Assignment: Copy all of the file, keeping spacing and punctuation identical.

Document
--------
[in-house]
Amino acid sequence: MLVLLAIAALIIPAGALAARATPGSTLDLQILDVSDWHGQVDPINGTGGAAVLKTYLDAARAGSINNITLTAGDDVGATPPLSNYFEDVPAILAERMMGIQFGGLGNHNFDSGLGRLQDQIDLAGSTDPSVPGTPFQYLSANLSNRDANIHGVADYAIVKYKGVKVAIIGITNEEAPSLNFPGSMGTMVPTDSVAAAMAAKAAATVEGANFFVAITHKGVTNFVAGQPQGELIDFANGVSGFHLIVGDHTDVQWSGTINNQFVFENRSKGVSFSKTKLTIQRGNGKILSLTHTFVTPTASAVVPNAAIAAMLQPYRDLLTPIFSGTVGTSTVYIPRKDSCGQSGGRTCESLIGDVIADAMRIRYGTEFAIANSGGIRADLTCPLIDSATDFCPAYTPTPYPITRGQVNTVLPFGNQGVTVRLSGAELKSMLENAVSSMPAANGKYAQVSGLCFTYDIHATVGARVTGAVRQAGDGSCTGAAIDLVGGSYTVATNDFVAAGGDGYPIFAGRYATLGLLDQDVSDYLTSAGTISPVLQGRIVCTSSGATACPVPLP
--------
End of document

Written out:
[in-house]
Amino acid sequence: MLVLLAIAALIIPAGALAARATPGSTLDLQILDVSDWHGQVDPINGTGGAAVLKTYLDAARAGSINNITLTAGDDVGATPPLSNYFEDVPAILAERMMGIQFGGLGNHNFDSGLGRLQDQIDLAGSTDPSVPGTPFQYLSANLSNRDANIHGVADYAIVKYKGVKVAIIGITNEEAPSLNFPGSMGTMVPTDSVAAAMAAKAAATVEGANFFVAITHKGVTNFVAGQPQGELIDFANGVSGFHLIVGDHTDVQWSGTINNQFVFENRSKGVSFSKTKLTIQRGNGKILSLTHTFVTPTASAVVPNAAIAAMLQPYRDLLTPIFSGTVGTSTVYIPRKDSCGQSGGRTCESLIGDVIADAMRIRYGTEFAIANSGGIRADLTCPLIDSATDFCPAYTPTPYPITRGQVNTVLPFGNQGVTVRLSGAELKSMLENAVSSMPAANGKYAQVSGLCFTYDIHATVGARVTGAVRQAGDGSCTGAAIDLVGGSYTVATNDFVAAGGDGYPIFAGRYATLGLLDQDVSDYLTSAGTISPVLQGRIVCTSSGATACPVPLP